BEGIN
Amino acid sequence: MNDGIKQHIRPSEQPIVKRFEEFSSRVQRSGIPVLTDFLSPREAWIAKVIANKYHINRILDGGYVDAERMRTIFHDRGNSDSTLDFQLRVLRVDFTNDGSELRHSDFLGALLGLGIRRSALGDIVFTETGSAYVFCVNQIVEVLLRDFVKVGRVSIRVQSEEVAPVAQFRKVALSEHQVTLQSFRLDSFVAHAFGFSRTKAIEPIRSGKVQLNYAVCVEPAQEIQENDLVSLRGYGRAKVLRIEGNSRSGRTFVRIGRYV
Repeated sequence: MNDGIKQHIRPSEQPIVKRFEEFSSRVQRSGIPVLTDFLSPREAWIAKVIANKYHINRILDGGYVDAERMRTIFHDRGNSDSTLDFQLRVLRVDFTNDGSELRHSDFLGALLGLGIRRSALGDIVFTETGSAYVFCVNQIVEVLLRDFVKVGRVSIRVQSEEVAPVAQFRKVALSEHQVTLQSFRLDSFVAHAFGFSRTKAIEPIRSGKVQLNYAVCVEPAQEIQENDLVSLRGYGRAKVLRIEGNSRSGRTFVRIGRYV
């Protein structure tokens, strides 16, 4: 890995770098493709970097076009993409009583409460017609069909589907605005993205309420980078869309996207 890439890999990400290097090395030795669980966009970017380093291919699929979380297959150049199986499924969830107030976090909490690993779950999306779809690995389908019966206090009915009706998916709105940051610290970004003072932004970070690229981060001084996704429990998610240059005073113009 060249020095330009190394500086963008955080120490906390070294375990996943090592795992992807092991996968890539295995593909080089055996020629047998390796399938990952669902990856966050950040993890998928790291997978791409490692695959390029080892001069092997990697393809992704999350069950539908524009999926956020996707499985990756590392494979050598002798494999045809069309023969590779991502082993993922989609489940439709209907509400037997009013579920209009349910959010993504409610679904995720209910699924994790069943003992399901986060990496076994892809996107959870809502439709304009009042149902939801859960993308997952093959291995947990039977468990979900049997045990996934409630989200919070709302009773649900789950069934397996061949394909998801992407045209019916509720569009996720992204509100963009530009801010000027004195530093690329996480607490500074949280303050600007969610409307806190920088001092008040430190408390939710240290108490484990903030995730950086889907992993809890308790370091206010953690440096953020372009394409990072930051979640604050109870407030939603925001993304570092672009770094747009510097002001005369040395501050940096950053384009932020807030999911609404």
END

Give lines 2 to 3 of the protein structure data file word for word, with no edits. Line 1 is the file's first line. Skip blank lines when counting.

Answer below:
Repeated sequence: MNDGIKQHIRPSEQPIVKRFEEFSSRVQRSGIPVLTDFLSPREAWIAKVIANKYHINRILDGGYVDAERMRTIFHDRGNSDSTLDFQLRVLRVDFTNDGSELRHSDFLGALLGLGIRRSALGDIVFTETGSAYVFCVNQIVEVLLRDFVKVGRVSIRVQSEEVAPVAQFRKVALSEHQVTLQSFRLDSFVAHAFGFSRTKAIEPIRSGKVQLNYAVCVEPAQEIQENDLVSLRGYGRAKVLRIEGNSRSGRTFVRIGRYV
């Protein structure tokens, strides 16, 4: 890995770098493709970097076009993409009583409460017609069909589907605005993205309420980078869309996207 890439890999990400290097090395030795669980966009970017380093291919699929979380297959150049199986499924969830107030976090909490690993779950999306779809690995389908019966206090009915009706998916709105940051610290970004003072932004970070690229981060001084996704429990998610240059005073113009 060249020095330009190394500086963008955080120490906390070294375990996943090592795992992807092991996968890539295995593909080089055996020629047998390796399938990952669902990856966050950040993890998928790291997978791409490692695959390029080892001069092997990697393809992704999350069950539908524009999926956020996707499985990756590392494979050598002798494999045809069309023969590779991502082993993922989609489940439709209907509400037997009013579920209009349910959010993504409610679904995720209910699924994790069943003992399901986060990496076994892809996107959870809502439709304009009042149902939801859960993308997952093959291995947990039977468990979900049997045990996934409630989200919070709302009773649900789950069934397996061949394909998801992407045209019916509720569009996720992204509100963009530009801010000027004195530093690329996480607490500074949280303050600007969610409307806190920088001092008040430190408390939710240290108490484990903030995730950086889907992993809890308790370091206010953690440096953020372009394409990072930051979640604050109870407030939603925001993304570092672009770094747009510097002001005369040395501050940096950053384009932020807030999911609404």